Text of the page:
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Halifax suburbs see fast growth from development boom: planner

Click to play video: 'Census shows growth in Halifax Regional Municipality booming in the suburbs' Census shows growth in Halifax Regional Municipality booming in the suburbs
Latest Statistics Canada data shows Bedford West population nearly doubled between 2011-2016 – Feb 9, 2017

When it comes to the fastest growing community in the Halifax Regional Municipality, Bedford West leads the pack, with the population nearly doubling in size in the past five years, according to the latest census data from Statistics Canada.

READ MORE: Census 2016: Halifax sees uptick in population, still lower than national growth rate.

“Fall River and Bedford West, the areas where we’ve been planning for growth, we’ve seen that growth,” said Bob Bjerke, Halifax’s chief planner.

The data shows a population increase of about 46 per cent for the fast-growing community.

Area Coun. Tim Outhit believes the area’s diverse residential options and amenities is what attracts people.

“It offers inexpensive homes, expensive homes. It offers condos, apartments, single family dwellings, good schools, good recreation facilities.”

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But Outhit said there’s concern throughout his constituency for improved infrastructure changes, in particular regard to transportation.

“The young families that are moving here are not saying, ‘Outhit when are you going to widen the bicentennial highway?’ They’re saying, ‘when are we going to get the answers on rail and ferries, when is the park and ride going to open, when are we going to see more transit?'” he said.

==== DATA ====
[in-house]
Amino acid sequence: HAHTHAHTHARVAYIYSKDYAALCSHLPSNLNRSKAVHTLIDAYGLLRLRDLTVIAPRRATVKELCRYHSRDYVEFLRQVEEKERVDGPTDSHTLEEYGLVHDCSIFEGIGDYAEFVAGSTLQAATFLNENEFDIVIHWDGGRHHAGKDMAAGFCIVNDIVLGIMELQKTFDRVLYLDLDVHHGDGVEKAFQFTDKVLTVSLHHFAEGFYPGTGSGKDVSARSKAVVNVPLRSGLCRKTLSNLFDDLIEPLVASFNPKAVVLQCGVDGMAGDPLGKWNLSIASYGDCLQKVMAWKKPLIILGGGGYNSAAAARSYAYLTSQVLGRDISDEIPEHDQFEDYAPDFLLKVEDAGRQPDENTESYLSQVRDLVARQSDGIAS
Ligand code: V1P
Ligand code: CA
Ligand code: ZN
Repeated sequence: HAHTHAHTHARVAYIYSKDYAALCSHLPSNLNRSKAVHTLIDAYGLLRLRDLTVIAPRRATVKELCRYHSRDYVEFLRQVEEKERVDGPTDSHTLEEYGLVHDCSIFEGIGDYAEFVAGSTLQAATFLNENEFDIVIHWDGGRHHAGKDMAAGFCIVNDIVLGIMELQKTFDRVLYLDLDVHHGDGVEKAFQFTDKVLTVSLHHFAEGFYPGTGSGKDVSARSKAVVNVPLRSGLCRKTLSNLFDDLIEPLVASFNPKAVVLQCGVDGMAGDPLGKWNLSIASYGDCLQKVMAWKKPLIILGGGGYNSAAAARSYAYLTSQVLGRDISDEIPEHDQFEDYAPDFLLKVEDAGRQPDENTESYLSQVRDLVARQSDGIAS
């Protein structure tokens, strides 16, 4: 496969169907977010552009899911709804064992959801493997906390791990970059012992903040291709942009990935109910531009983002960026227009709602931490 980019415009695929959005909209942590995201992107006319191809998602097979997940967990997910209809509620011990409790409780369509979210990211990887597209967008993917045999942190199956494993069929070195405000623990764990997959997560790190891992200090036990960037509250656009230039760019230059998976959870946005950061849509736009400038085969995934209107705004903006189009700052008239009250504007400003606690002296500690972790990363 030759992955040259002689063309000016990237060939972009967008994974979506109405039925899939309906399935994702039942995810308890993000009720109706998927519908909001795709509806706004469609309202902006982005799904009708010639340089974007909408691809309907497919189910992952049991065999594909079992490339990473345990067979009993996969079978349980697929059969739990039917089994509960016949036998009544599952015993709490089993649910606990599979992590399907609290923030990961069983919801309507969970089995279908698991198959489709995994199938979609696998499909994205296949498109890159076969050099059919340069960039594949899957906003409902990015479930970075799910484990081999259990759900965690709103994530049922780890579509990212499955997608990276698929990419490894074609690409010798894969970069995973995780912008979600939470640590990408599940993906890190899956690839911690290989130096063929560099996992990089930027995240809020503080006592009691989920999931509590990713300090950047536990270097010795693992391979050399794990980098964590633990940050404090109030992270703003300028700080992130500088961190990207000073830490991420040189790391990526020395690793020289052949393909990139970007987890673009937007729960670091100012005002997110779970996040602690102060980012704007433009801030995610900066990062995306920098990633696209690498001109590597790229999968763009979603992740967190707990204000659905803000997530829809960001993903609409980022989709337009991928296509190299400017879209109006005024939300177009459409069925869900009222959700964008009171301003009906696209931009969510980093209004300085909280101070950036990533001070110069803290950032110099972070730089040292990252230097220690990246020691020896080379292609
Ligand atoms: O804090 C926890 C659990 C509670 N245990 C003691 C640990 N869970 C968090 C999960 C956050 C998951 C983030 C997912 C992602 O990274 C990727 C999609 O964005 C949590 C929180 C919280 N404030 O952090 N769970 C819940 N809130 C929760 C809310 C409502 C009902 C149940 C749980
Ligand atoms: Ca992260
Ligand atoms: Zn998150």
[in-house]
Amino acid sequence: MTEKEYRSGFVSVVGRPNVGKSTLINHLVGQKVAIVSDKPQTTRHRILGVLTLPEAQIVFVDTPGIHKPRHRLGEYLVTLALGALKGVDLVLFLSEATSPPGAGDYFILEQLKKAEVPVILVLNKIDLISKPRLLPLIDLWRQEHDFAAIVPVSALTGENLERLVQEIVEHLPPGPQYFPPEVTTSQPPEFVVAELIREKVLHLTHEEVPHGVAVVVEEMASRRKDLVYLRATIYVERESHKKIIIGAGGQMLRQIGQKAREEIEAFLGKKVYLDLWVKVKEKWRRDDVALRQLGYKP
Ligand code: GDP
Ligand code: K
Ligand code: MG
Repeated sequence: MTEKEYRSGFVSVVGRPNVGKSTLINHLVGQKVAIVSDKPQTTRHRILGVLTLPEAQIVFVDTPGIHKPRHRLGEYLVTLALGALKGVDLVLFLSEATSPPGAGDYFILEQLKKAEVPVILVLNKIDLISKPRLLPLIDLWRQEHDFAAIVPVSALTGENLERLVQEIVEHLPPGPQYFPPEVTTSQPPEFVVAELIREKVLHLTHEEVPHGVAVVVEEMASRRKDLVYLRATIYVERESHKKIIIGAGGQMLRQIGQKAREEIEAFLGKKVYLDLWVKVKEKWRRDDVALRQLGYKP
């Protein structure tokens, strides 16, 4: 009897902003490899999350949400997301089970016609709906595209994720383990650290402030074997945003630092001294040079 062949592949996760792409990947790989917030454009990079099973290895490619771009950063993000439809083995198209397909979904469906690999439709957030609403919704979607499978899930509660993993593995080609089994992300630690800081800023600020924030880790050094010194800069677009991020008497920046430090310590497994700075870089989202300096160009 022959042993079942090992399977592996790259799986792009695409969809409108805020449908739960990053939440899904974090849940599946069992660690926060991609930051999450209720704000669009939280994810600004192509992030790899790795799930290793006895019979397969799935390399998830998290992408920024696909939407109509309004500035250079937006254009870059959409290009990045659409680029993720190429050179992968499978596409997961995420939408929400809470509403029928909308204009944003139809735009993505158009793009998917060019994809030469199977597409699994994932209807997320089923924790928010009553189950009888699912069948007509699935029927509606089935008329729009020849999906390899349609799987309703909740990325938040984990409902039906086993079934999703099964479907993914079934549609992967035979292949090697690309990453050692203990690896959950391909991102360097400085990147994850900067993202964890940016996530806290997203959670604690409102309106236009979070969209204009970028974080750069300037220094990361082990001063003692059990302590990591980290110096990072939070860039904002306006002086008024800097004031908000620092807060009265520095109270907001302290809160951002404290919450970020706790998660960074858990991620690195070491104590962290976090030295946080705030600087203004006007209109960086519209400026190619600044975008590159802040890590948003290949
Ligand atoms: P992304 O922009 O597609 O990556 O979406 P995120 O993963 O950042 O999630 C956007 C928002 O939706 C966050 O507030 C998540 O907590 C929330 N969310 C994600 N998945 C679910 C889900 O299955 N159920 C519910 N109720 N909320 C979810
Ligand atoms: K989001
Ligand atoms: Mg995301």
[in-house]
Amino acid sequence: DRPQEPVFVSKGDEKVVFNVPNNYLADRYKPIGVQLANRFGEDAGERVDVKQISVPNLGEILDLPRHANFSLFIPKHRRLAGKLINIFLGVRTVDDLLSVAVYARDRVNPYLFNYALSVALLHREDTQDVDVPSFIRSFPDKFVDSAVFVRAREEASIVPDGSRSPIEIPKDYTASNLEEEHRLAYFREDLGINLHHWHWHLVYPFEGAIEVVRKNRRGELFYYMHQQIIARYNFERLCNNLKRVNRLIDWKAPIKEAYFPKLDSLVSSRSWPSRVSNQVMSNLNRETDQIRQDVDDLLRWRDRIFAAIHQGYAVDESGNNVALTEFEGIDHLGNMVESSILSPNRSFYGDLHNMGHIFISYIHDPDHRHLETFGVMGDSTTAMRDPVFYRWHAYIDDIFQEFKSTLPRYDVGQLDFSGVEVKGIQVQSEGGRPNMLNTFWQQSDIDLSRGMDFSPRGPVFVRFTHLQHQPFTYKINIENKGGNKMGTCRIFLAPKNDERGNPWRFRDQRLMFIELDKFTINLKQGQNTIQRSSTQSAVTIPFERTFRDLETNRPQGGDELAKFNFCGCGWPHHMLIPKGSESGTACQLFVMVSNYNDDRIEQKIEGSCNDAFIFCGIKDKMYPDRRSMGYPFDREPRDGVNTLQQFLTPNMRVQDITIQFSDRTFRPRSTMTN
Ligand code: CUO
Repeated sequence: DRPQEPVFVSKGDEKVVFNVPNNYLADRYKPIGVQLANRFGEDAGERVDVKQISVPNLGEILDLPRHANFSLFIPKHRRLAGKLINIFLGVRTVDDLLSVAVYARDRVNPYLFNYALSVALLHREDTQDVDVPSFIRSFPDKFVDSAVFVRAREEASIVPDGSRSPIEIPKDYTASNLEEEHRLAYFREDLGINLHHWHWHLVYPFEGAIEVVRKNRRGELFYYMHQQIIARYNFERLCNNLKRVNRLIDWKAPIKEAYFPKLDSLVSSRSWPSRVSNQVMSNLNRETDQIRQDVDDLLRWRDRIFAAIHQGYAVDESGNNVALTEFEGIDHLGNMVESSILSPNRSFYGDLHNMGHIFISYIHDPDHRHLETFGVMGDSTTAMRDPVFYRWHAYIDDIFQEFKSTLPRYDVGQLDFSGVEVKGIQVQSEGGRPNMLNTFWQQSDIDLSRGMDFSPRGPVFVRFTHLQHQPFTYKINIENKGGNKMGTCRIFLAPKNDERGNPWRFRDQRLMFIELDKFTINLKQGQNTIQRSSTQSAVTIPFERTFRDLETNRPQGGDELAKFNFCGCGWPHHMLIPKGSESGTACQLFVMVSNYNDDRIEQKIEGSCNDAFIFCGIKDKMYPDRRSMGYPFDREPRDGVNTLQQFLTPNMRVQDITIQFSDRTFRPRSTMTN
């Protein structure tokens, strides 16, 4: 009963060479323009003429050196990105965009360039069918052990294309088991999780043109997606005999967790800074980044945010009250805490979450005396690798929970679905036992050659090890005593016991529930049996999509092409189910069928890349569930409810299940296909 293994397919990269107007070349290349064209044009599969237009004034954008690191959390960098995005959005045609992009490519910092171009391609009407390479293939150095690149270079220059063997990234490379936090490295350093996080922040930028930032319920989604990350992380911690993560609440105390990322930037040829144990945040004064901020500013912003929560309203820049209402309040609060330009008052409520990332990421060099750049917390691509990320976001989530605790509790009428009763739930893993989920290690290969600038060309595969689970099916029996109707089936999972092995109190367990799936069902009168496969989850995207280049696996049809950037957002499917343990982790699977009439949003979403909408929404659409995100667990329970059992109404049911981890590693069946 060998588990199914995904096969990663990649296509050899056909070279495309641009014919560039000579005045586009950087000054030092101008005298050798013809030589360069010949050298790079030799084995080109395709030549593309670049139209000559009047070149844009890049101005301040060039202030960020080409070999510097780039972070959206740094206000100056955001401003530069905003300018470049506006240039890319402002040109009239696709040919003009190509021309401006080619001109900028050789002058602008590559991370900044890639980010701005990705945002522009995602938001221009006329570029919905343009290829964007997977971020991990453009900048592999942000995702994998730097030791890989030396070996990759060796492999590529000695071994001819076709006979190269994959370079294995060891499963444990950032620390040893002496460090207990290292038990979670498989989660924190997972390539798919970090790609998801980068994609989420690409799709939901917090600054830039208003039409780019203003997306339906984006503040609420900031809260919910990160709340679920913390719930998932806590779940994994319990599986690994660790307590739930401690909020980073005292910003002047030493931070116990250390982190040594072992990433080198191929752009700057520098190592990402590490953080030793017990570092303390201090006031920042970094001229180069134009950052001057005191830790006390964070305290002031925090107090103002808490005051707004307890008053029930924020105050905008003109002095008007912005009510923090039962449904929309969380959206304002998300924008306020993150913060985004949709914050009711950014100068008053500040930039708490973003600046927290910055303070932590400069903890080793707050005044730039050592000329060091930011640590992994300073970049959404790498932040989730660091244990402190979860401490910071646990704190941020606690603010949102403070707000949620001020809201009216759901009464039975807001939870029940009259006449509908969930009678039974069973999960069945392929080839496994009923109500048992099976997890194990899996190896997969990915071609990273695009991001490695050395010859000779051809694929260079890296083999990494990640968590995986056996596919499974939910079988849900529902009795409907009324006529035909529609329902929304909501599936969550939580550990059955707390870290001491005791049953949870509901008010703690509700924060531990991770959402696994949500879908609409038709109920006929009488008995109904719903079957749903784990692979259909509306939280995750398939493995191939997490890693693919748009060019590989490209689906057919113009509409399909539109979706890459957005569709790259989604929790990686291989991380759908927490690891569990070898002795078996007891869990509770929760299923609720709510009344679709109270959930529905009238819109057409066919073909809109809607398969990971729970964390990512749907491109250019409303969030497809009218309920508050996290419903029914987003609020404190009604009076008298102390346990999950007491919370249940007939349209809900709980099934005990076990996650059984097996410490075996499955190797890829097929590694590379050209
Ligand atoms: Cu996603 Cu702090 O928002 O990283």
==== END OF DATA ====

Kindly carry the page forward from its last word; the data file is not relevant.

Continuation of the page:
Bjerke said the census data released so far is helpful, but when it comes to issues like transportation, it’s the breakdown of demographics that helps direct future planning and infrastructure changes.

“This round of census information doesn’t have the details, it’s just kind of giving us the numbers or the starting place. We’re really going to want to dig into the details, the genders, the different ages, all of those sorts of things that give us a much more complete picture,” he said.

Growth between 2011-2016 increased by 3.3 per cent in the municipality, behind the five per cent national average.

READ MORE: Cape Breton among Atlantic towns hoping to stanch the human exodus

But Bjerke anticipates that percentage will increase over time as development continues.

“The populations coming, people don’t generally build buildings for them to stay empty. The vacancy rates are lower in the peninsula and other parts of Halifax. It is a place that people are wanting to move to,” he said.

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He added new development is now being directed to the peninsula.

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